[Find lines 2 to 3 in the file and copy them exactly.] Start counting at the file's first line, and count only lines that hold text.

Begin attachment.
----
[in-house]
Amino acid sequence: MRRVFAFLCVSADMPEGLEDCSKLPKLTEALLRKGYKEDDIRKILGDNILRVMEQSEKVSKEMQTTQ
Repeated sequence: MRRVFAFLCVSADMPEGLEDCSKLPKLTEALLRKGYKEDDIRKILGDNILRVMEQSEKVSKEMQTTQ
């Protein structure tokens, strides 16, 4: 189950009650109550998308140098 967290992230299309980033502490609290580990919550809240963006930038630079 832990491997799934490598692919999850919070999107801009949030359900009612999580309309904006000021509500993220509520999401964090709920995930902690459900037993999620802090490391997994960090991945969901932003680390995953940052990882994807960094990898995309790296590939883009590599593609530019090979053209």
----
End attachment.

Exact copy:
Amino acid sequence: MRRVFAFLCVSADMPEGLEDCSKLPKLTEALLRKGYKEDDIRKILGDNILRVMEQSEKVSKEMQTTQ
Repeated sequence: MRRVFAFLCVSADMPEGLEDCSKLPKLTEALLRKGYKEDDIRKILGDNILRVMEQSEKVSKEMQTTQ